This Is a Timeless Truth about Human Nature

Feminists will say this is a social construct from the Victorian era that has yet to be cleansed from our society. I say this is human nature. So do history, religion, and millennia of myths, legends, and literature. Humanity’s stories are filled with the most competent man winning the most beautiful woman. Men are drawn to beauty like moths to a flame, and women want to be the flame.

In the words of Lord Byron: “She walks in beauty, like the night / Of cloudless climes and starry skies; And all that’s best of dark and bright / Meet in her aspect and her eyes; Thus mellowed to that tender light / Which heaven to gaudy day denies.”

James Joyce in “A Portrait of the Artist as a Young Man” captures the beauty of a woman in sensuous detail:

A girl stood before him in midstream, alone and still, gazing out to sea. She seemed like one whom magic had changed into the likeness of a strange and beautiful seabird. Her long slender bare legs were delicate as a crane’s and pure save where an emerald trail of seaweed had fashioned itself as a sign upon the flesh. Her thighs, fuller and soft-hued as ivory, were bared almost to the hips, where the white fringes of her drawers were like feathering of soft white down. Her slate-blue skirts were kilted boldly about her waist and dovetailed behind her. Her bosom was as a bird’s, soft and slight, slight and soft as the breast of some dark-plumaged dove. But her long fair hair was girlish: and girlish, and touched with the wonder of mortal beauty, her face.

Joyce’s words are reminiscent of the “Song of Solomon,” a book in the Bible filled with imagery of a woman’s body, her beauty and her sexuality. “Your breasts are like two fawns, like twin fawns of a gazelle that browse among the lilies. . . . Your cheeks are beautiful with earrings, your neck with strings of jewels.”

Attraction Doesn’t Necessarily Exploit a Woman

Speaking of breasts, you can’t pick up a magazine, turn on a website, or watch television without seeing boobs. They’re everywhere. From selfies to profile pics to advertisements—they’re on full display. Why do you think that is? It’s because a man is drawn to a woman’s feminine beauty, and a woman wants to lure him in with her most sexual traits.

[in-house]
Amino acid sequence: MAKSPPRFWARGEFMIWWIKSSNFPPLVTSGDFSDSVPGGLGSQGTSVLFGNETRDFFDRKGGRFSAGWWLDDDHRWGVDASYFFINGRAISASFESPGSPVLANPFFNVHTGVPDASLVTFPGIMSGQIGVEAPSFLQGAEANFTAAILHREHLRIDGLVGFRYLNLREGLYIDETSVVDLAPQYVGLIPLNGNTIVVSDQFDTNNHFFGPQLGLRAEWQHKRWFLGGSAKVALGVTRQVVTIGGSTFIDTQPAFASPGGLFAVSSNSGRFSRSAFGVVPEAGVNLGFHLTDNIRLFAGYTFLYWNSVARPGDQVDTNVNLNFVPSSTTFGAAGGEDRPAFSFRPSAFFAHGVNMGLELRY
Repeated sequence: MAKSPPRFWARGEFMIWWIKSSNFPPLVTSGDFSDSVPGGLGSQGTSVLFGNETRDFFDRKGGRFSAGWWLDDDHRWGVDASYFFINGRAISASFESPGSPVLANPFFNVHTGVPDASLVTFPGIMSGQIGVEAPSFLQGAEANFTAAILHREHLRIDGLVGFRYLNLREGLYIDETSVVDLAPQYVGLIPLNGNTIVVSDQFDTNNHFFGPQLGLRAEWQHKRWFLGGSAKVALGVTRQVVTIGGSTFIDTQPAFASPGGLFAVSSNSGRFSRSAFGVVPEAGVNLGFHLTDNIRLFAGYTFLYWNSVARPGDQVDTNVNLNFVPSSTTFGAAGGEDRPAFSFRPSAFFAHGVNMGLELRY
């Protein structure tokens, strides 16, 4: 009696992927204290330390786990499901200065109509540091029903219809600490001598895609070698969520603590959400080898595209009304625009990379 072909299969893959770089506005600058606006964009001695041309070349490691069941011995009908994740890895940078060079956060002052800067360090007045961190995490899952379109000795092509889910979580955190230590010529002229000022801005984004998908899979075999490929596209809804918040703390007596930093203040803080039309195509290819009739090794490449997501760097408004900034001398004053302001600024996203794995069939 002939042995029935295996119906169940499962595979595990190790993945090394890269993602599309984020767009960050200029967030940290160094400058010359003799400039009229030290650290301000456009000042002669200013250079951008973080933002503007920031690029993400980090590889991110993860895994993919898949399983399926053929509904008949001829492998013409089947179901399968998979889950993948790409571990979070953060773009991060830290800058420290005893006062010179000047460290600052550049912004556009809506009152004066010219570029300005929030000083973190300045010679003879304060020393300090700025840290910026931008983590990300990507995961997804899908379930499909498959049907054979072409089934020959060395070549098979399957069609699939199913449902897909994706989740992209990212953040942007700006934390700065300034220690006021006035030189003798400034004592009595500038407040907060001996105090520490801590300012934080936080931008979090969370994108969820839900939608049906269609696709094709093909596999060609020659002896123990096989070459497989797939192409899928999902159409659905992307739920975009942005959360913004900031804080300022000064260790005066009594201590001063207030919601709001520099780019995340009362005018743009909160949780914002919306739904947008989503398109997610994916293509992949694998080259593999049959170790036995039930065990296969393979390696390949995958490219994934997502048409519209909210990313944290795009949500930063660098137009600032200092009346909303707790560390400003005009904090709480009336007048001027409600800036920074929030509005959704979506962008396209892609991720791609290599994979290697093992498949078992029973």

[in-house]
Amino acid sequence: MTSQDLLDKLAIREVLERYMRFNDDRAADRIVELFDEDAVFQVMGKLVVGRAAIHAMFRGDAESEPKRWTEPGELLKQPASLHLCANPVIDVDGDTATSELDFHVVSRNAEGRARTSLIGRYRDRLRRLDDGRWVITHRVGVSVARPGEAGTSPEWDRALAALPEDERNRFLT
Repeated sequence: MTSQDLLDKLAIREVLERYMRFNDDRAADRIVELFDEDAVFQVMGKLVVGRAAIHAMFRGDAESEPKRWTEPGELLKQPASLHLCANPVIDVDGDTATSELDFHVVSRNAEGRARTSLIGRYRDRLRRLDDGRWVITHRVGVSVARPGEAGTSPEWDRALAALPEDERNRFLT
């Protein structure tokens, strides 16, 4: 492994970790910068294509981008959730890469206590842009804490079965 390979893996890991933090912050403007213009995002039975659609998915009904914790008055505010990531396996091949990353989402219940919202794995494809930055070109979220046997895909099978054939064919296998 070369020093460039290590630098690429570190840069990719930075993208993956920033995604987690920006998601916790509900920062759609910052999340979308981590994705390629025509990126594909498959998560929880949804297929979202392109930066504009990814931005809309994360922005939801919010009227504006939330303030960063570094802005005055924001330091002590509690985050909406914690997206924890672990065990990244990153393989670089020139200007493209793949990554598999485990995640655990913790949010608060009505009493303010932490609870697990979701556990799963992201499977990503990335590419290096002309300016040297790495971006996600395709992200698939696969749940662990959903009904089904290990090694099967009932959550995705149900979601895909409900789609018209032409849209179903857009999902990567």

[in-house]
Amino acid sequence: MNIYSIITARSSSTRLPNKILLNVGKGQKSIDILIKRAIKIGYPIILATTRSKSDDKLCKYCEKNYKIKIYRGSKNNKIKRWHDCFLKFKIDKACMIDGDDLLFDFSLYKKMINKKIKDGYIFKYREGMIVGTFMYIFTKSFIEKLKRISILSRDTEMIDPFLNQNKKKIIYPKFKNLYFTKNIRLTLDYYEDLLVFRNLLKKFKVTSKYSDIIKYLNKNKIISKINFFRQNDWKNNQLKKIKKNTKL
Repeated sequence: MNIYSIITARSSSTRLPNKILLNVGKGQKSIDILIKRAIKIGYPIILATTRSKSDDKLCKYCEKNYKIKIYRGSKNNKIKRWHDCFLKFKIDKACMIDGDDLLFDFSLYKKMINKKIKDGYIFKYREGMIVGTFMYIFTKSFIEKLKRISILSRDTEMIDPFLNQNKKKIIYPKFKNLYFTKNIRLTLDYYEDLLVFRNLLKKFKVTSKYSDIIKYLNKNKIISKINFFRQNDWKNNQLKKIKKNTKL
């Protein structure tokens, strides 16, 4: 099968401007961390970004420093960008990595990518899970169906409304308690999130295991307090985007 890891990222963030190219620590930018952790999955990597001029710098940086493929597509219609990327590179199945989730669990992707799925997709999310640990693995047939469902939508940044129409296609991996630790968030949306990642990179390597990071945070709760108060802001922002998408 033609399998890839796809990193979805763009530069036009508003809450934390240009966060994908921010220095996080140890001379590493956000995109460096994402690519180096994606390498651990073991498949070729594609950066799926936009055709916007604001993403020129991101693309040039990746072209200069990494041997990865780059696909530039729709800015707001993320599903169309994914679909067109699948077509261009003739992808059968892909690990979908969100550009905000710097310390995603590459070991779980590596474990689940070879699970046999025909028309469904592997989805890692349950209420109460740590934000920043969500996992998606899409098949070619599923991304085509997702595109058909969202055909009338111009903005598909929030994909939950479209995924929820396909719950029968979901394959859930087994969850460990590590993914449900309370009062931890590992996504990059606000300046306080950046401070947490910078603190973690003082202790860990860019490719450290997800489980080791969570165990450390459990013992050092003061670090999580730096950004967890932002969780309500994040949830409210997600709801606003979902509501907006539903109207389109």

Do you think the women taking these photos were chained up and forced to have their boobs plastered all over the Internet or television? Do you think the women you see on the news with their legs glossed and their dresses tight are being coerced into dressing seductively?

Do you think the women in Hollywood who show up on the red carpet with plunging necklines, revealing side-boobs, and sheer gowns had a gun pointed at their heads while they dressed? No. They want to do it. They want to dress up in revealing clothes and spend billions of dollars a year on make-up, cosmetic surgery, clothes, and shoes, not because society expects this from them, but because they want to be beautiful.

Women, of course, aren’t always doing this consciously, and not all women focus on their beauty in the same way. Some don’t even think about it and are probably appalled by what I’m writing, but most do. For them, it’s as natural as breathing. Just as it’s as natural as breathing for a man’s eyes to be drawn to a woman’s breasts or long legs.

When men are being their sexual selves, drawn to a woman’s beauty, they’re not exploiting women. They’re responding to them. The women are the fire, drawing a man toward their feminine heat.